One possible approach to eliminating the piezoelectric polarization effects in GaN optoelectronic devices is to grow the devices on non-polar planes of the crystal. (See References 9-11.) Such planes contain equal numbers of Ga and N atoms and are charge-neutral. Furthermore, subsequent non-polar layers are equivalent to one another so the bulk crystal will not be polarized along the growth direction. One such family of symmetry-equivalent non-polar planes in GaN is the {11 20} family, known collectively as a-planes. Growth on electronic devices, such as high electron mobility transistors; or optoelectronic devices, such as visible and ultraviolet laser diodes and light-emitting diodes; on a-plane substrates could yield significantly enhanced device performance compared to equivalent devices grown on c-plane GaN.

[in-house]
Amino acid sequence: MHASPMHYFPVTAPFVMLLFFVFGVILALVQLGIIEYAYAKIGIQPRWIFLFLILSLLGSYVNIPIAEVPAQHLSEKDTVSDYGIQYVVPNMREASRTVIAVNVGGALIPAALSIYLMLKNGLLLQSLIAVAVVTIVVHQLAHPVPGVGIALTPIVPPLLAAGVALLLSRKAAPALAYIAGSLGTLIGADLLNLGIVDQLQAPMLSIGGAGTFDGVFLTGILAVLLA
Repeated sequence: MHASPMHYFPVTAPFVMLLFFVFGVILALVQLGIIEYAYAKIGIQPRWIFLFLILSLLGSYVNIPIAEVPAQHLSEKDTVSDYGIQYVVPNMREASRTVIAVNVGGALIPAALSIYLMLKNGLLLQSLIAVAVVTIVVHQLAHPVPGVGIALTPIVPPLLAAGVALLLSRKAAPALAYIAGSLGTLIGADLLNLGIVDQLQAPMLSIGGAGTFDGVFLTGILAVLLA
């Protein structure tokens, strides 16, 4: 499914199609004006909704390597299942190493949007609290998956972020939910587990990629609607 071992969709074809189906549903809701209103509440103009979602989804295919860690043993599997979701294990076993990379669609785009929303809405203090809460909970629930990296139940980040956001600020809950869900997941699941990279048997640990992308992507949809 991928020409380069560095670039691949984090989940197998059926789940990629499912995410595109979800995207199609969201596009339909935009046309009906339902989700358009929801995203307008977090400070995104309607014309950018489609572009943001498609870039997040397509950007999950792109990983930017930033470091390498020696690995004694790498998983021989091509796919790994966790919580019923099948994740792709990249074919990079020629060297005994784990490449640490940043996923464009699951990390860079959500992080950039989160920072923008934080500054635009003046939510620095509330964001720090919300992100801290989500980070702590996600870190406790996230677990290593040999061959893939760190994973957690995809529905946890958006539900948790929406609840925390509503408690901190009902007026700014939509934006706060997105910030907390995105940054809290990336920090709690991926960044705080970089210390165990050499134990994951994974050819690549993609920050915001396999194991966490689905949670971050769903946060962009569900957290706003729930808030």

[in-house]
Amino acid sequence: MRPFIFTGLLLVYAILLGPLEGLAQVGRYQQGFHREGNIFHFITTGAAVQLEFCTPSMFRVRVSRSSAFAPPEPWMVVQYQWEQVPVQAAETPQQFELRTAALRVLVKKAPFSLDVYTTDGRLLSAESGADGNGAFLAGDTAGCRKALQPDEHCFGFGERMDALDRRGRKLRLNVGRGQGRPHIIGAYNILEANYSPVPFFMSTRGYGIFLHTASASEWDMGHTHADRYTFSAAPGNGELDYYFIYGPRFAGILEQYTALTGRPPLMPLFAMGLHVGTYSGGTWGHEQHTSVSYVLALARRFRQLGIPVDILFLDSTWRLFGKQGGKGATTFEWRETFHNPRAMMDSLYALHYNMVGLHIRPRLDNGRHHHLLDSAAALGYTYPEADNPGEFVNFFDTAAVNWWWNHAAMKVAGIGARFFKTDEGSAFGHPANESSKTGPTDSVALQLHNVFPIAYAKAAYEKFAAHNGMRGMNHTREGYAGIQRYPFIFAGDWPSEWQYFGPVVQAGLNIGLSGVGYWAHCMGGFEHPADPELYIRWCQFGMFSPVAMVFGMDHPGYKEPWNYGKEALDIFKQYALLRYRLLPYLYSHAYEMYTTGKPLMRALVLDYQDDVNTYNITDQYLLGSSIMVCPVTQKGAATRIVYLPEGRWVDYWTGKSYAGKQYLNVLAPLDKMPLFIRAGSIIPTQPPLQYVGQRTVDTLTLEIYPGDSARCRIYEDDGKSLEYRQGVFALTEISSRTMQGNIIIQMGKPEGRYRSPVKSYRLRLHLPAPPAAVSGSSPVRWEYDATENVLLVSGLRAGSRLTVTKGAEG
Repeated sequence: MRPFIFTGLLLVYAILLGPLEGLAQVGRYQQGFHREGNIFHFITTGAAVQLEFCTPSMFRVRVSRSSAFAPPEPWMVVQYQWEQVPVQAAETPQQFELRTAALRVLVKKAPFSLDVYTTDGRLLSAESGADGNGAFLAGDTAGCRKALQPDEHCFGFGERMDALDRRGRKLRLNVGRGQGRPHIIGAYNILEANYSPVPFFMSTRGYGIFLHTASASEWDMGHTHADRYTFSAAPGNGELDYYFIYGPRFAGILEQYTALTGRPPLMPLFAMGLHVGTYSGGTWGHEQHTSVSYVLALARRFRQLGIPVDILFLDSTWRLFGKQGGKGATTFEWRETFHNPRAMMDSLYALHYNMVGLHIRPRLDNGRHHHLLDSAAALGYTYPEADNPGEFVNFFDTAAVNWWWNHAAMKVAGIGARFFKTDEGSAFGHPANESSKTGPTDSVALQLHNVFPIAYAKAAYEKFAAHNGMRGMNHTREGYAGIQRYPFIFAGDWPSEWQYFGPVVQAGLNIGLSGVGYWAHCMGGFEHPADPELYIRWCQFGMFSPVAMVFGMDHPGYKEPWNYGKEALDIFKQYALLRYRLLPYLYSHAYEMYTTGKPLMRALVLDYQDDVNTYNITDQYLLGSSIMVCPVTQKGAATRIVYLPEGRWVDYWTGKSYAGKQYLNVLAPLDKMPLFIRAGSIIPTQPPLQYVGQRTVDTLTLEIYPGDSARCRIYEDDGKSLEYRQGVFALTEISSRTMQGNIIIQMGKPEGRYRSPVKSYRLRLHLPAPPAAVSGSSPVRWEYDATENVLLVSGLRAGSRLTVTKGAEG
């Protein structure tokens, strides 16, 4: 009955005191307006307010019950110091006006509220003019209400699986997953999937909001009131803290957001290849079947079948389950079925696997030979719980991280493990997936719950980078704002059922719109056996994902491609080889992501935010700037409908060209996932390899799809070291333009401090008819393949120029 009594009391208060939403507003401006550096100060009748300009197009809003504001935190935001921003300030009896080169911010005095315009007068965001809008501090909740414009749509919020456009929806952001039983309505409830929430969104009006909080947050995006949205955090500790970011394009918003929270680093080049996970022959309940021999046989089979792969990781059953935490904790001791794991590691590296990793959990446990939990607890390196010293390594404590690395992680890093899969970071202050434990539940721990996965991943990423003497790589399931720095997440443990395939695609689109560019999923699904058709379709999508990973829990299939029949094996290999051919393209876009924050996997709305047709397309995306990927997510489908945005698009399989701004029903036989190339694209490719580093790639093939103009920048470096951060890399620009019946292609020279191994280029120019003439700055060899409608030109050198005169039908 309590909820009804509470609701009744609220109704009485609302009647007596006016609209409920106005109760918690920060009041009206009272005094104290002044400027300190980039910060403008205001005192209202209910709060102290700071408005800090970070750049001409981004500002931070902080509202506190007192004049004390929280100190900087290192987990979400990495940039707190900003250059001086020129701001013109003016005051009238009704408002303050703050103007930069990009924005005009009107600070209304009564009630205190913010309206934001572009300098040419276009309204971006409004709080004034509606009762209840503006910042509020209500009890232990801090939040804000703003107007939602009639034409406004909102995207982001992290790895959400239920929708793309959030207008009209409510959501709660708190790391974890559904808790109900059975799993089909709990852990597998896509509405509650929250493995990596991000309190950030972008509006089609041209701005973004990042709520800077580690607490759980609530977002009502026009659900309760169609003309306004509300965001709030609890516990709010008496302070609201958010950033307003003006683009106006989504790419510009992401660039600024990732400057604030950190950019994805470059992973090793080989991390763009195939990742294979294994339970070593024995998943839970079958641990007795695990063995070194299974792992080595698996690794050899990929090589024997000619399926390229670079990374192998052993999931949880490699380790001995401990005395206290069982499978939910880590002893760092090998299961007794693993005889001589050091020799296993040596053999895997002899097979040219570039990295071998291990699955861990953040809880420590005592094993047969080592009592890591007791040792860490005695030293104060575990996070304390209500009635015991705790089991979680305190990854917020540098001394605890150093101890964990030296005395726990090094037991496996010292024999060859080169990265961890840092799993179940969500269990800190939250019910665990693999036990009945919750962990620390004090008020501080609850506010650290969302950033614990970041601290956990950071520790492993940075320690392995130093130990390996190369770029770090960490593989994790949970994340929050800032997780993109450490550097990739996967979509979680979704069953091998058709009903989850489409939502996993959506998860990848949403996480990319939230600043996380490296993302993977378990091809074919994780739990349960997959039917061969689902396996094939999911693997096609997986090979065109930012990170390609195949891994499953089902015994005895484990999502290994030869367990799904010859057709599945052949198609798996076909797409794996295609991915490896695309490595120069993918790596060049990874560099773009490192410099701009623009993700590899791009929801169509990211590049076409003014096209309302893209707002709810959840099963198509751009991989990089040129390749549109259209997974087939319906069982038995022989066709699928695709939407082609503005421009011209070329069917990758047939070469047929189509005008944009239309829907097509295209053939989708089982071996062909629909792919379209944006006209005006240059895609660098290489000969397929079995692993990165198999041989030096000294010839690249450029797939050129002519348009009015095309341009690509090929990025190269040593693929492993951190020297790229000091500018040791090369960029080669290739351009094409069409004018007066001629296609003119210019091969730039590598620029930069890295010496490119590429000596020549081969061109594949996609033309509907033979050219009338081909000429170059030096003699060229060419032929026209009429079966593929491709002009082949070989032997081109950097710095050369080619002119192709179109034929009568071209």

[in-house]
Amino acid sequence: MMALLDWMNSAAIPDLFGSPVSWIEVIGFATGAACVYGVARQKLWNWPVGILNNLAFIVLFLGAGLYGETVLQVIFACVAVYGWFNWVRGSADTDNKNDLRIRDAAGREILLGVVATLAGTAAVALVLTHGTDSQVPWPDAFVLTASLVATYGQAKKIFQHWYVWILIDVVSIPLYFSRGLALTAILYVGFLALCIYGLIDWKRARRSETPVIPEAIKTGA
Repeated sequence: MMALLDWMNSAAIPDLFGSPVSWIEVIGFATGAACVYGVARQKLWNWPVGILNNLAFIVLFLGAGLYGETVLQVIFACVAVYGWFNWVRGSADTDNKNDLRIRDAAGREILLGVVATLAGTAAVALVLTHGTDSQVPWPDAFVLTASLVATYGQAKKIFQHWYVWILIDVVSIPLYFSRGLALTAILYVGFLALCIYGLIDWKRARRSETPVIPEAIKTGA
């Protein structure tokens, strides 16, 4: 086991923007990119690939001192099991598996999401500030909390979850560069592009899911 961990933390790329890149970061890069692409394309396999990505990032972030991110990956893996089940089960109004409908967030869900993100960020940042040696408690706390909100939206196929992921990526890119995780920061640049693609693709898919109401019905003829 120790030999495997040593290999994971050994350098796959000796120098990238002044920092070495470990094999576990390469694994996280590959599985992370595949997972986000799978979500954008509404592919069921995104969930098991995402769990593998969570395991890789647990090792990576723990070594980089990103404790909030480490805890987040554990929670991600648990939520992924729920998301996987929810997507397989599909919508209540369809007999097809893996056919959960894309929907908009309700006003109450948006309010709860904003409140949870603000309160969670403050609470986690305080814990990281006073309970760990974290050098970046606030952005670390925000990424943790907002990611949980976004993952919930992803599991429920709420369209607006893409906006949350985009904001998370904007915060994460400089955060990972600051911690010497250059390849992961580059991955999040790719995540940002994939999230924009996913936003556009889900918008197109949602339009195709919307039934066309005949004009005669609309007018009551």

Bulk crystals of GaN are not available so it is not possible to simply cut a crystal to present a surface for subsequent device regrowth. Commonly, GaN films are initially grown heteroepitaxially, i.e. on foreign substrates that provide a reasonable lattice match to GaN. In recent years, a number of research groups have found it possible to utilize HVPE as a means of heteroepitaxially depositing GaN films that are thick enough (>200 μm) to remove the foreign substrate, yielding a free-standing GaN substrate that may then be used for homoepitaxial device regrowth. (See References 12-13.) HVPE has the advantage of growth rates that are one to two orders of magnitude greater than that of MOCVD and as many as three orders of magnitude greater than MBE, which is an advantage that makes it attractive for substrate fabrication.